As American citizens and taxpayers (Birdsall and Morris) in a country of immigrants, whose greatness has been forged by immigrants, we find the situation troubling. Surely countries like ours can do better, satisfying security concerns while responding to the clear humanitarian needs presented by this crisis… and ultimately, as we have seen in prior waves of refugees, benefiting from the productivity, talents, and patriotism of our newest citizens.
Table 1. Estimated number of Syrian refugees by select host countries and host country characteristics
Sources: UNHCR, World Bank, Government of Canada, US Dept. of State, Die Welt, Al Jazeera, Voice of America, The Telegraph, The Japan Times
1 Estimated number of Syrian refugees from the ongoing civil war (from 2011 to today) physically residing in the country, regardless of asylum application status as of May 4, 2016. For Turkey, Lebanon, Jordan, Iraq, and Egypt the figures reflect the number of registered Syrian refugees in the country (as per UNHCR). For Sweden, the UK, and France, the figures reflect the number of official Syrian asylum applicants (as per UNHCR), though these are likely to be underestimates. The figures for Germany and Greece are based on government officials’ statements to the media and are above the number of officially registered asylum applicants (279,000 for Germany and 5,600 for Greece). The figures for Russia and Japan come from media reports and reflect the number of estimated asylum applicants in the countries. The rates of approval for both of these countries are reported to be much lower than for the European countries listed. For the US, Canada, and Brazil the figures reflect the number of refugees whose applications have been approved and who have arrived to the country.
The Millennium Challenge Corporation (MCC) was established to provide large-scale grant funding to poor, well-governed countries to support their efforts to reduce poverty and generate economic growth. However, the statutory definition of which countries are “poor” for the purposes of MCC candidacy is inadequate. Based solely on GNI per capita with a rigid graduation threshold, it does not portray a clear picture of broad-based well-being in a country. Using a new, comprehensive country-level dataset of median consumption/income, the authors explore the merits and limitations of such a measure and suggest how it might be applied as an additional determinant of MCC candidacy.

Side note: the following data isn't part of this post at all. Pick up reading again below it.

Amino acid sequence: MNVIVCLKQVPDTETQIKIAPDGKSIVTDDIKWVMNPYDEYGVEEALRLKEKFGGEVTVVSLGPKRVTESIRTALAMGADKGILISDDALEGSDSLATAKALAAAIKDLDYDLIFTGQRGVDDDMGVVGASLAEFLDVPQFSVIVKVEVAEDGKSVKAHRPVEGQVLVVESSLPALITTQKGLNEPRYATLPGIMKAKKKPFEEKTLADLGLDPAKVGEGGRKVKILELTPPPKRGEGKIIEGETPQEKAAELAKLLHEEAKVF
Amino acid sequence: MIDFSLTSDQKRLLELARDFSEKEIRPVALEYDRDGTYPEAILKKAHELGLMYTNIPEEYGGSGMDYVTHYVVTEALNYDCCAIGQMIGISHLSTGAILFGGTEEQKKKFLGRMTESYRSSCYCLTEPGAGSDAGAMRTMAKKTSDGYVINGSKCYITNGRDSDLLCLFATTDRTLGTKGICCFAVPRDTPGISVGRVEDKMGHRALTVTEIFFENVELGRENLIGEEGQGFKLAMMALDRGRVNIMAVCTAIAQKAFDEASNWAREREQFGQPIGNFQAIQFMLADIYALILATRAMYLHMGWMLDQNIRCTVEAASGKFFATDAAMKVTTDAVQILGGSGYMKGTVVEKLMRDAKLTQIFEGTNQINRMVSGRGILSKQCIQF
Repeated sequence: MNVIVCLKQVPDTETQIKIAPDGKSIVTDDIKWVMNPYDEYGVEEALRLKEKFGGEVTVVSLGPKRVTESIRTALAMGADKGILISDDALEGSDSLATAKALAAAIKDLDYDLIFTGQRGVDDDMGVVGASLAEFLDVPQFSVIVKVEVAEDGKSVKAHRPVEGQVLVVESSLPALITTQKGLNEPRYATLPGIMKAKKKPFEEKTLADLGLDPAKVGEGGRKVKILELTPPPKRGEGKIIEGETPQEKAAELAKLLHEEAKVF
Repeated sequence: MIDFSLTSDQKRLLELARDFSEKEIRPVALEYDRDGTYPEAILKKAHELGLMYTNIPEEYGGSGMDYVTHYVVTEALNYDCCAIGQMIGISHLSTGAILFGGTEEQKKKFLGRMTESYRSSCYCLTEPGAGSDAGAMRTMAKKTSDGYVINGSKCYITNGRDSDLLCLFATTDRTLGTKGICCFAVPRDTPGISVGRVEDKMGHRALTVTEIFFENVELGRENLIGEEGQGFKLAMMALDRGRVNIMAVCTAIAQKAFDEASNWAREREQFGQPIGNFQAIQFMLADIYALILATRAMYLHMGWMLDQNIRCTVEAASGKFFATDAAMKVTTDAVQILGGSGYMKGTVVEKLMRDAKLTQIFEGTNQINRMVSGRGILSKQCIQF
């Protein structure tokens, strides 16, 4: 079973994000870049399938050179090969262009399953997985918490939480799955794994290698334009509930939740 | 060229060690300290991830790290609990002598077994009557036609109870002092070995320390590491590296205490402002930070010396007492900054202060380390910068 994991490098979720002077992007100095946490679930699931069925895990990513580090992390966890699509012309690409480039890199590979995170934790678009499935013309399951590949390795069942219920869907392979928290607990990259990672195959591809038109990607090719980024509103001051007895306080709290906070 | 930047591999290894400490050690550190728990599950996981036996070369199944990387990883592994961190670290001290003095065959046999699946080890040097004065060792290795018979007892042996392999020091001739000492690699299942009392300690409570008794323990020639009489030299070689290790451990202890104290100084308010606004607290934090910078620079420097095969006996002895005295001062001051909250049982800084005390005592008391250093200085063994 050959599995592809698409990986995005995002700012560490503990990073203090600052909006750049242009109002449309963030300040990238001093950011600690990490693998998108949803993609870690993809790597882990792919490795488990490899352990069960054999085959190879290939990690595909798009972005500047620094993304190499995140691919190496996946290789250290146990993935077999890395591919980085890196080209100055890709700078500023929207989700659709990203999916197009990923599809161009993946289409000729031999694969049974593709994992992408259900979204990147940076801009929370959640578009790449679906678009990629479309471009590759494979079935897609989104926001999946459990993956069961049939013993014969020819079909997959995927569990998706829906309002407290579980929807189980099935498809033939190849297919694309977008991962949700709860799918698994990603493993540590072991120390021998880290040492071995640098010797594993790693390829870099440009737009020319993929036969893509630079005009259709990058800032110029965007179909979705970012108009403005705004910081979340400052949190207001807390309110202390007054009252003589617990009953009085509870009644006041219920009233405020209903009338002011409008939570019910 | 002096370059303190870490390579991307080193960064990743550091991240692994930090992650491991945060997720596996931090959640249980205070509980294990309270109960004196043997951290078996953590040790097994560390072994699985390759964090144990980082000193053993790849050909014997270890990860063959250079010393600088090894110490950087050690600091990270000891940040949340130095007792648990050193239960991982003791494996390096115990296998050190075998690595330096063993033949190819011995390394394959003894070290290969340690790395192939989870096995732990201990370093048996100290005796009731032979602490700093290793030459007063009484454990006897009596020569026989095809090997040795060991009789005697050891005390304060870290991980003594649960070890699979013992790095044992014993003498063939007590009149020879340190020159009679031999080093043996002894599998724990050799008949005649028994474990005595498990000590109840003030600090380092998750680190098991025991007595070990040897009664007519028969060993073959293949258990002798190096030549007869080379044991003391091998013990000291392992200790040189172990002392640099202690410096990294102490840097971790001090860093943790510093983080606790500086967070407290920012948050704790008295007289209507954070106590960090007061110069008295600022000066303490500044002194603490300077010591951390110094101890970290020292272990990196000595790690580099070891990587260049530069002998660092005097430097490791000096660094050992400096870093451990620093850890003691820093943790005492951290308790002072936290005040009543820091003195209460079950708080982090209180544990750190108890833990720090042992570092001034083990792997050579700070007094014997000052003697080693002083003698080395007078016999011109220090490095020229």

There is growing recognition of the importance of identification for sustainable development. Its role is recognized formally in target 16.9 of the Sustainable Development Goals, which calls for providing “legal identity for all, including through birth registration” by 2030. Identification is also an enabler of many other development targets, from social protection (delivering support) to financial inclusion (opening bank or mobile accounts and establishing a credit record) to women's empowerment.Having a recognized identity is crucial for achieving several development outcomes.
PovcalNet, the World Bank’s global poverty database, provides all kinds of country statistics, including mean income, the share (and number) of the population living in absolute poverty ($1.90), the poverty gap and several measures of income inequality, such as the Gini coefficient. But one thing it doesn’t provide is median income or consumption. The median is a better measure of “typical” well-being than the mean, which is always skewed to the right.
We’ve been waiting for the World Bank to add these medians to its PovcalNet database, but we got impatient and did it ourselves. By manually running a few hundred queries in PovcalNet, we now have (and can share with you) the latest median income/consumption data for 144 countries (using 2011 PPPs — more on our methods below).
By making this data public, we hope to encourage more development professionals to use the median in evaluating individuals’ material well-being in developing (and developed) countries and progress toward broad-based economic growth and shared prosperity. We also hope that wider use of the median will provide an incentive for the World Bank to publish the data in an easily accessible format along with the full distribution, in line with its open data policy.
Why the median?
Average or mean-based measures of income, such as GDP per capita, will always be higher than the median — the value at the midpoint — of that distribution, which is inevitably skewed to the right. So medians convey far better the material well-being of the typical individual in a country and have other advantages including simplicity and durability. The simplicity helps explain why the stagnation of the median wage is so often cited in the US press in the context of middle-class decline as the benefits of growth go to the top. Real median household income has been about $53,000 a year or $48 a day per person for a family of three. That puts median income per person in the US at only just about one-third of average income measured as GNI per capita.